Mr. Postlethwaite, who was made an OBE in 2004, was once described by director Steven Spielberg as "probably the best actor in the world today".

Mr. Postlethwaite's films included 'Brassed Off', 'The Usual Suspects', 'The Shipping News', 'Inception' and 'Romeo & Juliet'. He received his Oscar nomination for his performance as Guiseppe Conlon in the 1993 film 'In The Name Of The Father', about the wrongful convictions of the Guildford Four for an IRA bomb attack.

Gerry Conlon, one of the Guildford Four, praised the actor's portrayal of his dying father. "There were times when he turned and these quirky mannerisms that he performed, it was like looking at my dad," Mr. Conlon told RTÉ Radio. "I think In the Name of the Father and the part he played in it opened so many doors for him in his versatility." Jim Sheridan, who directed the film, said: "He was a great warrior. He looked indestructible, that was the thing about him."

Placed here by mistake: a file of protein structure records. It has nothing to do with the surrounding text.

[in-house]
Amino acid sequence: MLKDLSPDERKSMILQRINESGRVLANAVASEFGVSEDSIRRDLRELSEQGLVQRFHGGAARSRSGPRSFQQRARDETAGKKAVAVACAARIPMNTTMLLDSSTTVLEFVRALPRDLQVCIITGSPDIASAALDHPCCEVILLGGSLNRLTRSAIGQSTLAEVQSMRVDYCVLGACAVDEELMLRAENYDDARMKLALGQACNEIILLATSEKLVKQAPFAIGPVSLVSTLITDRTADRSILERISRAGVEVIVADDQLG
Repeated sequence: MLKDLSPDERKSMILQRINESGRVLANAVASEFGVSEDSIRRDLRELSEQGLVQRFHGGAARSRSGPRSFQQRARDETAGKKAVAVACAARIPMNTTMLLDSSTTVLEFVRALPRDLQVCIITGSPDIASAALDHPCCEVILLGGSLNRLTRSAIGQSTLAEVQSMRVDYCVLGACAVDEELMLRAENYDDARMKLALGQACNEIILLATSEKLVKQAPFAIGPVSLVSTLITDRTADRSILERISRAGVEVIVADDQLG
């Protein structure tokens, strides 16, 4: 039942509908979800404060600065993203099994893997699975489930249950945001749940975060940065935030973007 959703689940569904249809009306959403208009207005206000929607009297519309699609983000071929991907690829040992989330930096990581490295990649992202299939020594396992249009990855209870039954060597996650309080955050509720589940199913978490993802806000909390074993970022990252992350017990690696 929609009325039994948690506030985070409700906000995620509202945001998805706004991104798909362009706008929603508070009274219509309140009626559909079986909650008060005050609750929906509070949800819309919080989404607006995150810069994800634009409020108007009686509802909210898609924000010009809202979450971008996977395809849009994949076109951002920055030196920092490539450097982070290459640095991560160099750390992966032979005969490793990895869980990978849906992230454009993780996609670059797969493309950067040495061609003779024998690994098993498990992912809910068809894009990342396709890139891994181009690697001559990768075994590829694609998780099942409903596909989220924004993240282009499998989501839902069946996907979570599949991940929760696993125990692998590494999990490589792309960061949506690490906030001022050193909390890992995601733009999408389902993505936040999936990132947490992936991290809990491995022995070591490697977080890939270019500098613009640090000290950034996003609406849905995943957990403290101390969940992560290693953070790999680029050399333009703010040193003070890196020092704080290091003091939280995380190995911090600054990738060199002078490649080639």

It is understood Mr. Postlethwaite was first diagnosed with cancer around the time of filming 'In the Name of the Father'. Mr Sheridan said the IRA's 1993 bomb attack on the actor's home town of Warrington had a big impact on him.

Mr. Postlethwaite was also a political activist who marched against the war in Iraq, supported the Make Poverty History campaign and starred in the 2009 film about global warming, 'The Age of Stupid'.

His most recent work includes 'Killing Bono' and 'The Town'. He is survived by his wife, Jacqui, his son Will, 21, and daughter, Lily, 14.






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The Rugby Six Nations commences on 4 February, 2011 at Millennium Stadium with a match-up between Wales and England. 



Friday, February 4th, 2011

Wales v England           19:45


Saturday, February 5th, 2011
Italy v. Ireland                14:30